Bruce Anderson: Does the Liberal party still have a reason to exist?

Without a useful political identity, Liberals are under threat from Brown and Cameron
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The Independent Online

It is easy to understand why many Liberals are cross with Charles Kennedy. He created their present difficulties by doing far too well for his party's good.

While the Liberals were on the margins, no one took them seriously. That is their ideal habitat; when not taken seriously, they flourish. But once they have 10 per cent of the MPs and a fifth of the vote, they come under scrutiny; a process which they find desperately uncomfortable.

Up to now, Liberal policies did not matter. At elections, the party produced a manifesto, but hardly anyone read it, least of all Charles Kennedy. Liberal MPs would disappear to their constituencies and say whatever they liked - or, rather, whatever their constituents liked to hear. They would make different pledges at opposite ends of the constituency; quite often, at opposite ends of the same street.

If you talk to experienced Labour and Tory canvassers, there was one topic which always leads them to forget their disapproval of one another: Liberal canvassing methods. False rumours about the private lives of other candidates, entirely different messages for different audiences, opportunism, lying; but that is not all. The other parties would not find the unscrupulousness and dishonesty quite as revolting if it did not come in choirboy garb. It is the shameless deceit masquerading as high-mindedness which is really infuriating.

In future, that will be harder. At least until Liberal numbers are substantially reduced, commentators will pay attention to what Liberal candidates say. That unwelcome process should help to ensure a significant number of Liberal losses. If so, it will be no loss. It is not clear whether the Liberals do deserve to survive. They are certainly unworthy of their illustrious name.

It is worth noting, however, that the great era of Liberal history was brief and troubled. It was only in the 1860s that Gladstone's party emerged from its Whiggish antecedents. The Liberals made their appeal to the urban middle classes who disliked the landed interest and especially to Nonconformists, who disapproved of the Church of England's privileges. The Liberals also won support among new working-class voters; the Labour Party began its life under Liberal tutelage. None of this was a secure basis for 20th-century success. As Labour strengthened, it devoured its Liberal patrons, while the threat from socialism was a recruiting sergeant for the Tories.

Little remained of the Liberal constituency. The party did appeal to left-wingers who disliked trade unionism and to free marketers repelled by the Tories' enthusiasm for empire and for sanguinary penal policies. But the main support came from voters who regarded all politicians as pompous, pretentious and self-seeking. Especially at by-elections, they were drawn to the Liberals because they seemed non-political and nice. (I know, gentle reader; "nice'' means precise. But precision is not applicable to Liberals. They are the sort of people who compulsively misuse the word nice.)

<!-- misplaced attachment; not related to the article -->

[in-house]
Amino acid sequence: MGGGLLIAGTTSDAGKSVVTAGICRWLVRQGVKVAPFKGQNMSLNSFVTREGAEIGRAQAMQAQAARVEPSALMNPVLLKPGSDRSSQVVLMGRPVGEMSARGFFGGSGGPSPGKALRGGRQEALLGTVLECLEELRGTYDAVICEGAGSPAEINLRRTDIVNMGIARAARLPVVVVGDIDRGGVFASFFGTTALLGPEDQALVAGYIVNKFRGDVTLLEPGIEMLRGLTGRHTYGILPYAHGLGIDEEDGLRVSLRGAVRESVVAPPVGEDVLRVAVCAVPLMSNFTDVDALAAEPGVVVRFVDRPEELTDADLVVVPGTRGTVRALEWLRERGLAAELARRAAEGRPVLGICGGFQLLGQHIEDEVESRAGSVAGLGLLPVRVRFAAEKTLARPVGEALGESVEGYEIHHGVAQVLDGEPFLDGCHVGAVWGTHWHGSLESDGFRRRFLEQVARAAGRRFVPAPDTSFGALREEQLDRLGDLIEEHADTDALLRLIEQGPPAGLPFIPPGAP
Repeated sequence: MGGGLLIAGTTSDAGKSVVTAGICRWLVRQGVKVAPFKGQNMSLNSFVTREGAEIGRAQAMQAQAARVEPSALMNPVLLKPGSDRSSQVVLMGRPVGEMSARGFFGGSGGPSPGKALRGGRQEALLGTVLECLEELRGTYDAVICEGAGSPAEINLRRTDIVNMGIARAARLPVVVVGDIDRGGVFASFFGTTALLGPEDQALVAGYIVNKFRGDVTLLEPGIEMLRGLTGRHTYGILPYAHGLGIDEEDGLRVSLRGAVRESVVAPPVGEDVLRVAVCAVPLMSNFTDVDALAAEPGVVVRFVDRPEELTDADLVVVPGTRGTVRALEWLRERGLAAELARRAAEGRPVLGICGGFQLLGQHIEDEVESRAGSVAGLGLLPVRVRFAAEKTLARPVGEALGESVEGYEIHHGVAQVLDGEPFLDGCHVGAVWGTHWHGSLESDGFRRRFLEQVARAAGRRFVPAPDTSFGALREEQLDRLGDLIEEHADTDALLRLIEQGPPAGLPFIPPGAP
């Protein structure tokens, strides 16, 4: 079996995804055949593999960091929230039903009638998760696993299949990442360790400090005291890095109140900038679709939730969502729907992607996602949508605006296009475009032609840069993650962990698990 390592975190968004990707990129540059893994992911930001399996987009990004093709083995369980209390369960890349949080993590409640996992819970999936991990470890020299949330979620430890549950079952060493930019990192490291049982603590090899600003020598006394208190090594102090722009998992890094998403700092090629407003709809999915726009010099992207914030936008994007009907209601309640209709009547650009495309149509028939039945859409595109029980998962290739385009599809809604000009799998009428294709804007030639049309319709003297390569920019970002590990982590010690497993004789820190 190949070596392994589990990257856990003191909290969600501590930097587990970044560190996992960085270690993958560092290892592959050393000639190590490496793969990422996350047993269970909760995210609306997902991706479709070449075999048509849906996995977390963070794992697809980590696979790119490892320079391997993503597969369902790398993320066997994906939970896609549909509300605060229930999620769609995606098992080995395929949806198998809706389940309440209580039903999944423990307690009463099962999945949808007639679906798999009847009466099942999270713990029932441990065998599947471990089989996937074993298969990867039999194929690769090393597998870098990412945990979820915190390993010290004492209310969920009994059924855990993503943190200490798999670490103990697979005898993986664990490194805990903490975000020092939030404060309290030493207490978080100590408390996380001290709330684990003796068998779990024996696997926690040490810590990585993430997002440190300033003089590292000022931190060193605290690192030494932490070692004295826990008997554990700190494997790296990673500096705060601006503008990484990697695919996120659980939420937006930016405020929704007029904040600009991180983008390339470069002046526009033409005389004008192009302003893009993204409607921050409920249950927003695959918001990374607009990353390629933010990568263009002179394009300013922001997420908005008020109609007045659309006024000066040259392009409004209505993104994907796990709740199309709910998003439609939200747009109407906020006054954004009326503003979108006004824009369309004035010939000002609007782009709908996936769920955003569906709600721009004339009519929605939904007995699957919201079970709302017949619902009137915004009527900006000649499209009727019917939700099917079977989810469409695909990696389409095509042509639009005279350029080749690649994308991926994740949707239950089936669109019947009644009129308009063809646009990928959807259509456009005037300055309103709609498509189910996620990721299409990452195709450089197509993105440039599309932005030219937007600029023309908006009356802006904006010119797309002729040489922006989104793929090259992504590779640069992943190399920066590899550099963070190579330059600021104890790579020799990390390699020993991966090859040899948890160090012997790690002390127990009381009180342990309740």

It is true that many Liberal MPs are Euro-federalists, though they are often curiously reluctant to share that enthusiasm with their constituents. Liberals are also aware that at least 10 per cent of the electorate have hysterical views on the environment. There is nothing wrong with taking environmental questions seriously, but a serious approach requires hard thinking on topics such as nuclear power. That is the opposite of the Liberal fanatics' outlook, which is best described as jumble-sale environmentalism; unless everyone stops using plastic bags at supermarkets, the world will come to an end in 2010. Most voters who emote like that tend to be a) likely Liberals and b) the owners of pussycats which scoff songbirds in industrial quantities.

But none of this, even songbird destruction, is a basis for a useful political identity. Without one, the Liberals are under threat, from David Cameron and from Gordon Brown. There are at least 250,000 middle- and upper middle-class people who voted Tory until the 1990s, but then concluded that it was no longer respectable to do so. Most of them went to the Liberals. David Cameron has already won them back. Lower down the social scale, there are a large number of Poujadist voters who also deserted the Tories for the Liberals. Gordon Brown will win them back for the Tories; his menacing body language will convince them that he is a financial threat.

None of the candidates for the Liberal leadership has an answer to those problems; they are insuperable. There is only one sensible conclusion to be reached by the half a dozen Liberal MPs who can be regarded as sensible: to join one of the other two parties while they can still command a good transfer fee.

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